Drawing of Picasso, the sculptor and the model.
One of the recurring themes in Picasso’s production was that of the artist and the model. We see it in the engravings of the Vollard Suite, in paintings from the sixties, and in ink drawings like the one at hand.
This original work by Picasso comes from the heirs of Joan Junyer, an artist very close to the Malaga painter, whom we see here represented together with the painter and Maria Thérèse Walter, Picasso’s muse and partner in those years (the drawing is dated 1931). From Junyer and Picasso’s friendship there are infinite letters and gifts such as this drawing that the master dedicates to his protégé.
The three characters are deep in their own thoughts, and their gazes don’t meet. Junyer’s bearded, smooth-featured profile stands out in the right foreground. In the second place, the nude muse cocks her head in a pensive attitude, and behind her Picasso represents himself as a young artist. The undulating line that shapes the bodies with great expressive economy reveals to us that he is living a happy and relaxed stage. Away from the expressionism and cubism of his youth, he has entered a stage permeated by a classicism of Mediterranean roots. With the theme of the sculptor and his model, Picasso reflects on the unsolvable conflict between art and life.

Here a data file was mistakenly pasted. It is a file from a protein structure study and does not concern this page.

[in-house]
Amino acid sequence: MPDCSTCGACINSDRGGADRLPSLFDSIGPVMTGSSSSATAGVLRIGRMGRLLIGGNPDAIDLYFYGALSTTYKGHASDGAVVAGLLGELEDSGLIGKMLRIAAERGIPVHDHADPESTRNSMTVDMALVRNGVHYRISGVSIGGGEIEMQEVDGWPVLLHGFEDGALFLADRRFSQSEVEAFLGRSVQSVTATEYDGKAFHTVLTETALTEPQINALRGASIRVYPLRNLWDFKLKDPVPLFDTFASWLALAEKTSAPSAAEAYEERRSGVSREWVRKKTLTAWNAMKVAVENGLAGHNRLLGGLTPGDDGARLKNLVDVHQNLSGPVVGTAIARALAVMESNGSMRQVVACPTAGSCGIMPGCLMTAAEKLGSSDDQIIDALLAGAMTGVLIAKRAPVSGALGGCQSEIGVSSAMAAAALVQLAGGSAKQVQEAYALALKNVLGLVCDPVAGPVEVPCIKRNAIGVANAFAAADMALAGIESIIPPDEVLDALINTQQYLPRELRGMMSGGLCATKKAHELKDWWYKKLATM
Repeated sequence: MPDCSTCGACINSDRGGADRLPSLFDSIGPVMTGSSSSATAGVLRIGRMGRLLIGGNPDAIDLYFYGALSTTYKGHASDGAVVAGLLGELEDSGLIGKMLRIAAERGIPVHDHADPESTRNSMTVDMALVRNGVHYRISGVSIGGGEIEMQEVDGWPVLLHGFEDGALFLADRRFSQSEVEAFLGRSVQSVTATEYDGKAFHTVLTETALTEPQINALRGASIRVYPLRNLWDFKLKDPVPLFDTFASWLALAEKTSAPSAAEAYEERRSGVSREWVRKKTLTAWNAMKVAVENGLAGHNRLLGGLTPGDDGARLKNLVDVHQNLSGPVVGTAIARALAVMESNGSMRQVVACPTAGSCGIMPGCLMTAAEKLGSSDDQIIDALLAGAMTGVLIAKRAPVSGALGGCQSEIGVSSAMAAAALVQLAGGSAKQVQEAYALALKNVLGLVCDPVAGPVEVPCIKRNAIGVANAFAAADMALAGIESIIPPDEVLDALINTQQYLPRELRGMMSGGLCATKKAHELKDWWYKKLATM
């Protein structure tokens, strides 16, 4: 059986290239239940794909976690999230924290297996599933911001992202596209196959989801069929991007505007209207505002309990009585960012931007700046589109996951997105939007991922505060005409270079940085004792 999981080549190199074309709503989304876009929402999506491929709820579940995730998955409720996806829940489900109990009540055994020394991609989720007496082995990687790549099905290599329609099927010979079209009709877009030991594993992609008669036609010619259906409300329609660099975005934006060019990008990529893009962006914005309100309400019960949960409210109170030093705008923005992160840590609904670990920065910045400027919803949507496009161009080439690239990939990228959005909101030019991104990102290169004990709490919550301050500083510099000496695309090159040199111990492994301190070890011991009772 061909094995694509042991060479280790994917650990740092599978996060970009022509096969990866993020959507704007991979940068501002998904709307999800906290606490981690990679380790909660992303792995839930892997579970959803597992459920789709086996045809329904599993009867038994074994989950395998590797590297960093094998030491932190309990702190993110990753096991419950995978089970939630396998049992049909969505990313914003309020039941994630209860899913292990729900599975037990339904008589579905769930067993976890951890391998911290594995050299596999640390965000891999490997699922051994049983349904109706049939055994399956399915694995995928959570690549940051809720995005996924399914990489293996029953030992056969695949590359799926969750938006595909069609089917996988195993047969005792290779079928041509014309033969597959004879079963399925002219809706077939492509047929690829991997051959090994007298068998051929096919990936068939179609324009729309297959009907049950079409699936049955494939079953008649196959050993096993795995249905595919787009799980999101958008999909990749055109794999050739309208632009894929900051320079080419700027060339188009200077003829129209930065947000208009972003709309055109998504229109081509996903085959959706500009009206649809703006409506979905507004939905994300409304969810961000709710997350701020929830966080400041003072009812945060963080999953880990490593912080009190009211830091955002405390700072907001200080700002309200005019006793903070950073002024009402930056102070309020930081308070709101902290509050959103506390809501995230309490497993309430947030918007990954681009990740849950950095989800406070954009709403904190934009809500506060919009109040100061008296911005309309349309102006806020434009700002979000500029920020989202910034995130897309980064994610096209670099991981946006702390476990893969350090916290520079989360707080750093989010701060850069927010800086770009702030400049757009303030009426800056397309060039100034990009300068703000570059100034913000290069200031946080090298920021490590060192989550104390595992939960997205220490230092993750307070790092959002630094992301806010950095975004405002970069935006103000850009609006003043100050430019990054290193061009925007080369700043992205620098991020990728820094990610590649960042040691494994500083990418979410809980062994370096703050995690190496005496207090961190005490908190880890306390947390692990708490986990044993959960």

Despite the fact that at the beginning of the 1930s, Picasso was courting the surrealist trend in his best-known works, drawing was always for him a more private and intimate way of keeping away from avant-garde experimentation, which is why drawings like the one that occupy us enjoy a timeless and eternal cadence.
PABLO PICASSO (Málaga, 1881 – Mougins, France, 1973) Creator of Cubism along with Braque, Picasso’s painting marked a turning point in the history of art. He began his studies in 1895, at the Provincial School of Fine Arts in Barcelona, and just two years later he held his first solo show, at the café “Els Quatre Gats”. After several short stays in Paris, Picasso settled permanently in the French capital in 1904. After his blue and pink periods, developed in the early years of the century, the painter began his geometrical tests in 1906, during a stay in Lleida. A year later he began to paint “The young ladies of Avinyó street”, and in 1909 he came into contact with Braque and his cubist period began. During the second decade he developed his classical stage, and made his famous sets for Diaghilev’s Russian ballets. In 1936 he was appointed director of the Prado Museum by the Government of the Spanish Republic, and a year later he painted the “Guernica”. The definitive international recognition will come in 1939, as a result of the retrospective that the MOMA in New York dedicates to him. During the following decades anthological exhibitions will be dedicated to him around the world, in Rome, Milan, Paris, Cologne and New York, among many other cities. It is represented in the most important museums around the world, such as the Metropolitan, the MOMA and the Guggenheim in New York, the Hermitage in Saint Petersburg, the National Gallery in London or the Reina Sofía in Madrid.